The framework that Oracle Blockchain Cloud Service is based on is available through the Hyperledger Project, which The Linux Foundation established in 2015 to advance cross-industry blockchain technologies. Hyperledger is an umbrella initiative made up of numerous smaller, discrete open source projects -- or subprojects -- that focus on specific frameworks and tools for use in blockchain implementations.
The most active of these subprojects is Hyperledger Fabric, a platform for building distributed ledger systems in private and permissioned networks. Nodes participating in a Fabric network must be enrolled through a membership service provider (MSP) component that abstracts the process of issuing certificates and authenticating users.
Fabric also makes it possible to create channels that control which transactions can be accessed by participants within a network. This is achieved by setting up ledgers for different groups of participants. Under this model, participants are granted access only to specific ledgers based on their group affiliation.
The framework is built on a modular architecture that is elastic and extensible, with plug-and-play components. For example, it can support different MSPs and store ledger data in multiple formats. In addition, consensus mechanisms can be switched in and out, enabling organizations to determine how transactions should be ordered and prioritized and how to handle bad transactions.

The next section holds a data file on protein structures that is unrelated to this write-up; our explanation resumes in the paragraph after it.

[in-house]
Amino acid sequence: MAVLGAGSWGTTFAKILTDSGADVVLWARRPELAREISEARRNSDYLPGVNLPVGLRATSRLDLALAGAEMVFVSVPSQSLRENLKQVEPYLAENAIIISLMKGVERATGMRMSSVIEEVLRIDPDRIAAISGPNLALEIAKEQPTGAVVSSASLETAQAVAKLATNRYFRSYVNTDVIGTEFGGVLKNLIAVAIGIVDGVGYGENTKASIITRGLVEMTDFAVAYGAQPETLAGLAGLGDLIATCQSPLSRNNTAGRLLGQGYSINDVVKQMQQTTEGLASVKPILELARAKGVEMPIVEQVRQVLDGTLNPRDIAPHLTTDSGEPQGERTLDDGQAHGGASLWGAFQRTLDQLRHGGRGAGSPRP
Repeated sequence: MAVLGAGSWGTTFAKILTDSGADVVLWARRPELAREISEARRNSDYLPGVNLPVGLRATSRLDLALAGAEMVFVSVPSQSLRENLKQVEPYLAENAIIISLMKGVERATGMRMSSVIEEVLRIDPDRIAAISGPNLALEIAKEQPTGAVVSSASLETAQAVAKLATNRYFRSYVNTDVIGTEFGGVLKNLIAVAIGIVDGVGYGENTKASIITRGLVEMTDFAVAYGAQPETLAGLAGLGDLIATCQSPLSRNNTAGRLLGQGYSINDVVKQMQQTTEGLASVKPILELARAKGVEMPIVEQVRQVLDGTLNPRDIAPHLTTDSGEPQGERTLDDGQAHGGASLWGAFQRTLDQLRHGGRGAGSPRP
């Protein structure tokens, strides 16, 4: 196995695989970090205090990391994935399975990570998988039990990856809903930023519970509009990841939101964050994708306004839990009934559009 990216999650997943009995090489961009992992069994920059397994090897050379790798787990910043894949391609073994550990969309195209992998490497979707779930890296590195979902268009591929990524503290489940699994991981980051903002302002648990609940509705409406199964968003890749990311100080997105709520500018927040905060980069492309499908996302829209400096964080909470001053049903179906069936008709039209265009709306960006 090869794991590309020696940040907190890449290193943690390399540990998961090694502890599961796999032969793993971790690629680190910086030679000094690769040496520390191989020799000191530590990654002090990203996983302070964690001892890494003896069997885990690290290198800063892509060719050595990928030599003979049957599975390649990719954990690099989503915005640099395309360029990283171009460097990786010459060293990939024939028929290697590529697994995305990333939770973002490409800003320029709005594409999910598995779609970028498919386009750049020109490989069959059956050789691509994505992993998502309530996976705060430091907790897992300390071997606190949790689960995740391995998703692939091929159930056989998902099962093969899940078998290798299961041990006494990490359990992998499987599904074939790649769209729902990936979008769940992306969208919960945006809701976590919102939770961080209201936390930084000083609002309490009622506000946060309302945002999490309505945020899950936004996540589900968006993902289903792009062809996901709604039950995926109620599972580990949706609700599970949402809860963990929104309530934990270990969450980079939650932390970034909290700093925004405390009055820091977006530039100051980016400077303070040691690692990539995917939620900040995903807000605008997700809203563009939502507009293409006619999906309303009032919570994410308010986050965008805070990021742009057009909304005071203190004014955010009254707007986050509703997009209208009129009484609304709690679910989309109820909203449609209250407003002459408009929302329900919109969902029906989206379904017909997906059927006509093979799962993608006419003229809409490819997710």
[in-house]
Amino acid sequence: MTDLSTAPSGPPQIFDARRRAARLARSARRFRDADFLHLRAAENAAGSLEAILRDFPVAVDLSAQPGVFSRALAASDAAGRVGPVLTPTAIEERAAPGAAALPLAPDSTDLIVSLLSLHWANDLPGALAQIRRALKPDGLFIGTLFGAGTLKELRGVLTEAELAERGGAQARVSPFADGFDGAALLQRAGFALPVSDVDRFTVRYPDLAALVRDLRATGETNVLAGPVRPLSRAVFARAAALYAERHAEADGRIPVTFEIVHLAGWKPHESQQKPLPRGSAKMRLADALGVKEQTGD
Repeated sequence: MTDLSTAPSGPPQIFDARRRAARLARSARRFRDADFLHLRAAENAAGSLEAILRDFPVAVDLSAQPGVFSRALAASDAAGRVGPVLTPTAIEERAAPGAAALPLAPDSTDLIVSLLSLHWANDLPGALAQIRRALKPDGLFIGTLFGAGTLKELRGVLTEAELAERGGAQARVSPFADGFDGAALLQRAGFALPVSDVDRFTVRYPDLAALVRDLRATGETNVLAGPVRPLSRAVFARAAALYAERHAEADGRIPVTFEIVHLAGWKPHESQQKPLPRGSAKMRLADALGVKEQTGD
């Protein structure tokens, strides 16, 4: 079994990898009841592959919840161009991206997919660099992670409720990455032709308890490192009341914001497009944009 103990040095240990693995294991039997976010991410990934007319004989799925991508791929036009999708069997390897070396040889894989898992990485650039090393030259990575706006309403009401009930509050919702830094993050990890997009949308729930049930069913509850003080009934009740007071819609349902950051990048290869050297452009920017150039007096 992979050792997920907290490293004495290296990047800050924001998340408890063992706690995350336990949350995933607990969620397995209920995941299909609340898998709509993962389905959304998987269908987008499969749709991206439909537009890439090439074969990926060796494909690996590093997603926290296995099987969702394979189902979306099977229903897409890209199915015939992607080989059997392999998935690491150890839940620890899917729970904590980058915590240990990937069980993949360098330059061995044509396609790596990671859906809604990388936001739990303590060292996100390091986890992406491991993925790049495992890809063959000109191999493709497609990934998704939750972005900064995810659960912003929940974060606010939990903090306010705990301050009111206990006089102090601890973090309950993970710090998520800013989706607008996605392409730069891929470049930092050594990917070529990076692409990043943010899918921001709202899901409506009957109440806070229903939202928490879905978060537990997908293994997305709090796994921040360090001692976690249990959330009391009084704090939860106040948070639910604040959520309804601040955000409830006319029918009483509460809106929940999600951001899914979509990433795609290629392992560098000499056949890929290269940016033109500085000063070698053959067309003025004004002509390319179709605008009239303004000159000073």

Inside Oracle's blockchain service
Oracle Blockchain Cloud Service provides the PaaS infrastructure necessary to implement a Fabric-based blockchain network in the cloud. That includes cloud computing resources, storage capacity, identity management tools, event streaming capabilities and other related functionality.
To control ledger access, the blockchain service utilizes Oracle's Identity Cloud Service, which provides single sign-on and key management tools. Using them, IT administrators can set up secure channels for conducting private blockchain transactions, including channels that isolate peers into subnets of participants with their own private ledgers.
Oracle Blockchain Cloud Service also provides a centralized web console for configuring and monitoring blockchain operations. Admins can use it to set up smart contracts, which are pieces of code that drive the business logic behind transactions. In addition, admins can provision and configure blockchain resources and add nodes to a blockchain network. They can also view the network topology and track the status of network components, as well as access channel and ledger metrics.
Not surprisingly, the Oracle blockchain service supports a wide range of other features and capabilities, such as on-demand scalability and high availability, as well as client-side software development kits for working with the service and REST APIs for integrating other systems.
The same potential benefits of cloud services, in general, apply to Oracle Blockchain Cloud Service: It can simplify and speed up the process of building a blockchain environment while saving on capital expenditures and long-term maintenance costs. Whether these savings are enough to offset the service's ongoing subscription fees is up to Oracle customers to evaluate and decide once they determine that they have a need for blockchain technology.